Hex & Hell
BR2 Music Publishing
Freeman, who also is a member of Memphis pre-World War II blues cover band Bluff City Backsliders, plugs in for his first solo effort — a wild mélange of Texas boogie; Louisiana swamp; Mississippi Delta and hill-country blues; and Sun Studio-style rockabilly.
And he’s no stranger to that last subgenre, either, working as a Sun Studio tour guide by day. “Working at Sun Studio has expanded my view of the role Memphis has played throughout history,” Freeman says in his bio on the website for “$5 Cover Amplified,” a package of 12 online documentaries produced as a complement to Craig Brewer’s 2009 musical drama series for MTV, “$5 Cover.” “I think that’s helped me raise the bar as to what I’m doing, knowing I’m representing a brand that’s known all over the world. In my own humble way, I’m a representative of that tradition.”
In fact, “Hex & Hell,” a collection of 10 Freeman originals, is the first release on filmmaker Brewer’s new record label. Freeman has a song featured in all of Brewer’s films — ”The Poor & Hungry,” “Hustle & Flow,” “Black Snake Moan” and “Footloose” — and taught Samuel L. Jackson how to play slide guitar for “Black Snake Moan.”
If one had to draw a voice comparison, fellow slide guitarist Roy Rogers might come to mind. But it’s Freeman’s gutsy slide that’s in the spotlight here, presented in a variety of styles and tones, backed by just bass and drums on most tracks.
For variety’s sake, three tracks enjoy expanded instrumentation. “Florida Watah,” the title track and “Love Baby” add organ, violin/violin/cello and saxophone, respectively — all to great effect.
1. Dirty Heart
2. Florida Watah
3. Help Me
4. Hex & Hell
5. Love Baby
6. Magic In My Home
7. (Do The) Rump
8. Memphis Bridge
9. Teasin’ Me
10. The Beginning Of …
Total time: 35:26
Posted February 26th, 2013
Tags: blues, rock, rockabillyNo Comments »
The Stone Foxes refined their San Francisco blues-rock sound over two albums (three if you count “Black Rolling Thunder,” a CD-R they made for friends in 2006 whose title track was reprised on their self-titled official debut in 2008). After 2010′s “Bears & Bulls,” the group lost second guitarist Avi Vinocur, added keyboardist Elliott Peltzman and decided it was time to experiment. The quartet focused on lyrics, abandoned their Fox Den garage studio in favor of a real one and brought in Doug Boehm (Dr. Dog, Drive-By Truckers) to engineer and help produce.
“Small Fires” was funded partly by fans through PledgeMusic, allowing the band to preserve their artistic integrity. They booked The Carriage House in Los Angeles for 12 days and recorded a song per day (no confirmed plans yet for the two outtakes).
Opening track “Everybody Knows” might indicate a penchant for murder ballads, as it’s based on Edgar Allan Poe’s “Tell-Tale Heart” and follows “I Killed Robert Johnson” from the last album. Drummer Shannon Koehler’s harmonica provides well-placed contrast and a couple of mini-solos.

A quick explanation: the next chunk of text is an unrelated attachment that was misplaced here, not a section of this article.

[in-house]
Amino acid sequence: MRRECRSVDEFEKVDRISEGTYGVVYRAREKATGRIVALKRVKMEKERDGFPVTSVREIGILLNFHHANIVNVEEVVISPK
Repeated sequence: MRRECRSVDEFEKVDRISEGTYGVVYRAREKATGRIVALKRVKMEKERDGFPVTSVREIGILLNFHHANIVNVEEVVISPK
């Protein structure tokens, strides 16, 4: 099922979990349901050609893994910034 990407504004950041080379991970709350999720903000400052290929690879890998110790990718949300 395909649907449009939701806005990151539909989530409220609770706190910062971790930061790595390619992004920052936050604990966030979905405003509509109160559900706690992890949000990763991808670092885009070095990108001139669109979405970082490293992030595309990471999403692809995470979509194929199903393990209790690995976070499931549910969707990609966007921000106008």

“Ulysses Jones,” about a man who doesn’t want to lose his home to foreclosure without a fight, gives the first real taste of Peltzman’s formidable prowess on the Fender Rhodes, while the Wilco-like “So Much Better” showcases his organ work as well as Shannon’s brother Spence’s intense electric and acoustic guitar stylings.
Other highlights are the mysterious “Cold Wind,” about crack-toothed Jimmy and his unwillingness to take ownership of his blunders; “Talk to Louise,” possibly the only song to pay homage to The Band and the Rolling Stones simultaneously; the American Indian-sounding “Jump in the Water,” featuring killer bass from Aaron Mort; and “Goodnight Moon,” the lone track that proves the Stone Foxes haven’t lost their country credentials.
1. Everybody Knows
2. Ulysses Jones
3. So Much Better
5. Small Fires
6. Battles, Blades & Bones
7. Cold Wind
8. Talk To Louise
9. Jump In The Water
10. Goodnight Moon
Total time: 39:27
Posted February 15th, 2013
Tags: blues, country, folk, rockNo Comments »
La Costa Perdida
That’s right, a new release from CVB — seven years after the previous “New Roman Times,” 22 after that one’s predecessor “Key Lime Pie.” And this time they’re in a laid-back yet playful mood.
That’s because whereas the last one was a politically philosophical concept album, this one’s a Northern California-themed long player that wistfully looks back on youthful surfer hippie days growing up on the coast.
Offbeat and all over the map as ever, the exhilaration begins with the mandolin-graced litany of old girlfriend names that is Come Down the Coast: Esmerelda, Gabriella, Isabella; Josephina, Magdalena, Rosalinda; even Valentina.
The rocking Too High for the Love-In recalls the group’s best album, “Beloved Revolutionary Sweetheart,” right down to the nearly nonsensical lyrics, Balkan folk rhythms and midpoint tempo change. Kicking it up a notch are the interwoven surf guitar licks.
You Got to Roll alternates between blues and alt rock, but also between sexual innuendo and straightforward suggestion.
And on a roll they are, as slide guitar and violin unite for the psychedelic waltz Someday Our Love Will Sell Us Out, followed by the left turn of Peaches in the Summertime, a ska-punk revision of the traditional Appalachian tune “Shady Grove.”
It’s not hard to imagine the disc’s centerpiece, the “Holland”-era Beach Boys-inspired Northern California Girls, as an innocently delirious composition by Brian Wilson in answer to his own “California Girls.”
The stream-of-consciousness lyrics of the dirgelike Summer Days long for bygone if monotonous carefree times.